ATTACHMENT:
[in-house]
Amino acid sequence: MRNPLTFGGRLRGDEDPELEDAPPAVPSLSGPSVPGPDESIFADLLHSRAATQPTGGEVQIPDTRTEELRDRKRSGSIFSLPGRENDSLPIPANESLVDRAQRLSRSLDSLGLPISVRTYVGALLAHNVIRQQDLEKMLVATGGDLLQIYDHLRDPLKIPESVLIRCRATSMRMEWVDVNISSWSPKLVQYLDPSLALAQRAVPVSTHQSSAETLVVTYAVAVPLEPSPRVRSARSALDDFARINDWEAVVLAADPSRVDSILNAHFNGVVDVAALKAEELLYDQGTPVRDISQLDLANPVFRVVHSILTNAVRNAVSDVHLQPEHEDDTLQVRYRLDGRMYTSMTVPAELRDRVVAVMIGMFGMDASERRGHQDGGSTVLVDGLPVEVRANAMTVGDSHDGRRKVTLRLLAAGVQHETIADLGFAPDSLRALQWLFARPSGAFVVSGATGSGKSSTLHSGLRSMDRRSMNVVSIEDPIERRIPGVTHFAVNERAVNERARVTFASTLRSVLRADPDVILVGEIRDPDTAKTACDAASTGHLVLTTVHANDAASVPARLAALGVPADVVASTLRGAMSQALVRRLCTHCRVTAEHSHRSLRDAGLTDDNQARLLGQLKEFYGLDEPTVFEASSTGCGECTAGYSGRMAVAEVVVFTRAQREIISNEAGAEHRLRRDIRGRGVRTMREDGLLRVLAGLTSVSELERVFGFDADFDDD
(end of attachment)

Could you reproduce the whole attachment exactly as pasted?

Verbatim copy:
[in-house]
Amino acid sequence: MRNPLTFGGRLRGDEDPELEDAPPAVPSLSGPSVPGPDESIFADLLHSRAATQPTGGEVQIPDTRTEELRDRKRSGSIFSLPGRENDSLPIPANESLVDRAQRLSRSLDSLGLPISVRTYVGALLAHNVIRQQDLEKMLVATGGDLLQIYDHLRDPLKIPESVLIRCRATSMRMEWVDVNISSWSPKLVQYLDPSLALAQRAVPVSTHQSSAETLVVTYAVAVPLEPSPRVRSARSALDDFARINDWEAVVLAADPSRVDSILNAHFNGVVDVAALKAEELLYDQGTPVRDISQLDLANPVFRVVHSILTNAVRNAVSDVHLQPEHEDDTLQVRYRLDGRMYTSMTVPAELRDRVVAVMIGMFGMDASERRGHQDGGSTVLVDGLPVEVRANAMTVGDSHDGRRKVTLRLLAAGVQHETIADLGFAPDSLRALQWLFARPSGAFVVSGATGSGKSSTLHSGLRSMDRRSMNVVSIEDPIERRIPGVTHFAVNERAVNERARVTFASTLRSVLRADPDVILVGEIRDPDTAKTACDAASTGHLVLTTVHANDAASVPARLAALGVPADVVASTLRGAMSQALVRRLCTHCRVTAEHSHRSLRDAGLTDDNQARLLGQLKEFYGLDEPTVFEASSTGCGECTAGYSGRMAVAEVVVFTRAQREIISNEAGAEHRLRRDIRGRGVRTMREDGLLRVLAGLTSVSELERVFGFDADFDDD